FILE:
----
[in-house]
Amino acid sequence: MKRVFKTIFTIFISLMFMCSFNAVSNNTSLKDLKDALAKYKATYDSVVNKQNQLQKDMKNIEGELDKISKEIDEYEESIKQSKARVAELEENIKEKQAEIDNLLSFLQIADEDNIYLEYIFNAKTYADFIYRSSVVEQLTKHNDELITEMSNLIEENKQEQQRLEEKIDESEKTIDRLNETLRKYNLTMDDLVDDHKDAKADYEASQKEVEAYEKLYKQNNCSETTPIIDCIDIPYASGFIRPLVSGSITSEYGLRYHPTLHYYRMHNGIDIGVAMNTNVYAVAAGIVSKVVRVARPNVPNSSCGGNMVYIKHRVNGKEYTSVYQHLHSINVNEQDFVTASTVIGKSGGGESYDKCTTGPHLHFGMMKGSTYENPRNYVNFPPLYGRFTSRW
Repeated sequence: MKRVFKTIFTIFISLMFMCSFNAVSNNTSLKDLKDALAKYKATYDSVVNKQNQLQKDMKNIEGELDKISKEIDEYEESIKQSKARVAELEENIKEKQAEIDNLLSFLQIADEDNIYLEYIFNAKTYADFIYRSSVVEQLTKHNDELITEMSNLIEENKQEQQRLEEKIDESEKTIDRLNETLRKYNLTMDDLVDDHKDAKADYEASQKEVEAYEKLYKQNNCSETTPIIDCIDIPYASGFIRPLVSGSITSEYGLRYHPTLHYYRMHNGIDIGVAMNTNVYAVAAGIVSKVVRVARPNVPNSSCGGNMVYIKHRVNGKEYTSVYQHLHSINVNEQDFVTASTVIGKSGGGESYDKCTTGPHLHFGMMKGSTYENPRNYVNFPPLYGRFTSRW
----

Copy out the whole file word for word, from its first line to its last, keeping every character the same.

[in-house]
Amino acid sequence: MKRVFKTIFTIFISLMFMCSFNAVSNNTSLKDLKDALAKYKATYDSVVNKQNQLQKDMKNIEGELDKISKEIDEYEESIKQSKARVAELEENIKEKQAEIDNLLSFLQIADEDNIYLEYIFNAKTYADFIYRSSVVEQLTKHNDELITEMSNLIEENKQEQQRLEEKIDESEKTIDRLNETLRKYNLTMDDLVDDHKDAKADYEASQKEVEAYEKLYKQNNCSETTPIIDCIDIPYASGFIRPLVSGSITSEYGLRYHPTLHYYRMHNGIDIGVAMNTNVYAVAAGIVSKVVRVARPNVPNSSCGGNMVYIKHRVNGKEYTSVYQHLHSINVNEQDFVTASTVIGKSGGGESYDKCTTGPHLHFGMMKGSTYENPRNYVNFPPLYGRFTSRW
Repeated sequence: MKRVFKTIFTIFISLMFMCSFNAVSNNTSLKDLKDALAKYKATYDSVVNKQNQLQKDMKNIEGELDKISKEIDEYEESIKQSKARVAELEENIKEKQAEIDNLLSFLQIADEDNIYLEYIFNAKTYADFIYRSSVVEQLTKHNDELITEMSNLIEENKQEQQRLEEKIDESEKTIDRLNETLRKYNLTMDDLVDDHKDAKADYEASQKEVEAYEKLYKQNNCSETTPIIDCIDIPYASGFIRPLVSGSITSEYGLRYHPTLHYYRMHNGIDIGVAMNTNVYAVAAGIVSKVVRVARPNVPNSSCGGNMVYIKHRVNGKEYTSVYQHLHSINVNEQDFVTASTVIGKSGGGESYDKCTTGPHLHFGMMKGSTYENPRNYVNFPPLYGRFTSRW